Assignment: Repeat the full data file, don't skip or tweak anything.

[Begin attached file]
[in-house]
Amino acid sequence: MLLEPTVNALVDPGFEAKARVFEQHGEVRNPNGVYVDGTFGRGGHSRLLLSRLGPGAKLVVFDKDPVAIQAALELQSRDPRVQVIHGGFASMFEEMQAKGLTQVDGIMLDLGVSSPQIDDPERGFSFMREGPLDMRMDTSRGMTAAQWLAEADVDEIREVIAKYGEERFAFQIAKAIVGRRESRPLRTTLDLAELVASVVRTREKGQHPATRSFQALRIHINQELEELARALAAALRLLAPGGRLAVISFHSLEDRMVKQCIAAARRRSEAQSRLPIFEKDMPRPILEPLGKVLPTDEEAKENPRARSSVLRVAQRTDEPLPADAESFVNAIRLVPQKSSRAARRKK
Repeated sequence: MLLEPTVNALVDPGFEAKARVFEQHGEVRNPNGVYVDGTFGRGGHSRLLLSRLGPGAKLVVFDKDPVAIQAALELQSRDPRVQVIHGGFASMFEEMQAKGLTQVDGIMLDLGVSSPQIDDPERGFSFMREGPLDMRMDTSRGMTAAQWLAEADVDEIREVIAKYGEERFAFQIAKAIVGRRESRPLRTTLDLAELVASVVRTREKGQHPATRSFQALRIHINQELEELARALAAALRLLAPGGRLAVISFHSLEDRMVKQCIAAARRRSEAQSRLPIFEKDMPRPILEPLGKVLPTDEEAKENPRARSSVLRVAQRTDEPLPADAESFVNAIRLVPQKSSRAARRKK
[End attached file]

[in-house]
Amino acid sequence: MLLEPTVNALVDPGFEAKARVFEQHGEVRNPNGVYVDGTFGRGGHSRLLLSRLGPGAKLVVFDKDPVAIQAALELQSRDPRVQVIHGGFASMFEEMQAKGLTQVDGIMLDLGVSSPQIDDPERGFSFMREGPLDMRMDTSRGMTAAQWLAEADVDEIREVIAKYGEERFAFQIAKAIVGRRESRPLRTTLDLAELVASVVRTREKGQHPATRSFQALRIHINQELEELARALAAALRLLAPGGRLAVISFHSLEDRMVKQCIAAARRRSEAQSRLPIFEKDMPRPILEPLGKVLPTDEEAKENPRARSSVLRVAQRTDEPLPADAESFVNAIRLVPQKSSRAARRKK
Repeated sequence: MLLEPTVNALVDPGFEAKARVFEQHGEVRNPNGVYVDGTFGRGGHSRLLLSRLGPGAKLVVFDKDPVAIQAALELQSRDPRVQVIHGGFASMFEEMQAKGLTQVDGIMLDLGVSSPQIDDPERGFSFMREGPLDMRMDTSRGMTAAQWLAEADVDEIREVIAKYGEERFAFQIAKAIVGRRESRPLRTTLDLAELVASVVRTREKGQHPATRSFQALRIHINQELEELARALAAALRLLAPGGRLAVISFHSLEDRMVKQCIAAARRRSEAQSRLPIFEKDMPRPILEPLGKVLPTDEEAKENPRARSSVLRVAQRTDEPLPADAESFVNAIRLVPQKSSRAARRKK